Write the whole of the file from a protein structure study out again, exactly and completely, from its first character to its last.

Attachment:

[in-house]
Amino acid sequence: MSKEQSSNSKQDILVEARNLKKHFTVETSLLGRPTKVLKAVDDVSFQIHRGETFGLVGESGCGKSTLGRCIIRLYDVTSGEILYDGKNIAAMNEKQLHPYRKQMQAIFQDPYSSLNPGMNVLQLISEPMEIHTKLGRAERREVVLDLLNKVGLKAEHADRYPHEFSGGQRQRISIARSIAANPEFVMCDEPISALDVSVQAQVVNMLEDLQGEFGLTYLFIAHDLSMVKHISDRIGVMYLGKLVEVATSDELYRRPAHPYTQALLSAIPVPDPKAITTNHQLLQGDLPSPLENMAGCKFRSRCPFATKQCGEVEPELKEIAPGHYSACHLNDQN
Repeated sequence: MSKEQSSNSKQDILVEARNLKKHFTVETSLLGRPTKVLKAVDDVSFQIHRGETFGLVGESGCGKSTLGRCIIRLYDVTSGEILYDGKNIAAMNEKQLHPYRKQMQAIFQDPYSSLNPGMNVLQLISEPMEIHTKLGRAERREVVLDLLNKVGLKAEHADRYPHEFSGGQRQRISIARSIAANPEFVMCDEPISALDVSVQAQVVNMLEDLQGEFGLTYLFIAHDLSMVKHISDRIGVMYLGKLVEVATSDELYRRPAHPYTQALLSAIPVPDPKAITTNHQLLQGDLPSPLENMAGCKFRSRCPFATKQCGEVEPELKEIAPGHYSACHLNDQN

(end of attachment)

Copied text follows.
[in-house]
Amino acid sequence: MSKEQSSNSKQDILVEARNLKKHFTVETSLLGRPTKVLKAVDDVSFQIHRGETFGLVGESGCGKSTLGRCIIRLYDVTSGEILYDGKNIAAMNEKQLHPYRKQMQAIFQDPYSSLNPGMNVLQLISEPMEIHTKLGRAERREVVLDLLNKVGLKAEHADRYPHEFSGGQRQRISIARSIAANPEFVMCDEPISALDVSVQAQVVNMLEDLQGEFGLTYLFIAHDLSMVKHISDRIGVMYLGKLVEVATSDELYRRPAHPYTQALLSAIPVPDPKAITTNHQLLQGDLPSPLENMAGCKFRSRCPFATKQCGEVEPELKEIAPGHYSACHLNDQN
Repeated sequence: MSKEQSSNSKQDILVEARNLKKHFTVETSLLGRPTKVLKAVDDVSFQIHRGETFGLVGESGCGKSTLGRCIIRLYDVTSGEILYDGKNIAAMNEKQLHPYRKQMQAIFQDPYSSLNPGMNVLQLISEPMEIHTKLGRAERREVVLDLLNKVGLKAEHADRYPHEFSGGQRQRISIARSIAANPEFVMCDEPISALDVSVQAQVVNMLEDLQGEFGLTYLFIAHDLSMVKHISDRIGVMYLGKLVEVATSDELYRRPAHPYTQALLSAIPVPDPKAITTNHQLLQGDLPSPLENMAGCKFRSRCPFATKQCGEVEPELKEIAPGHYSACHLNDQN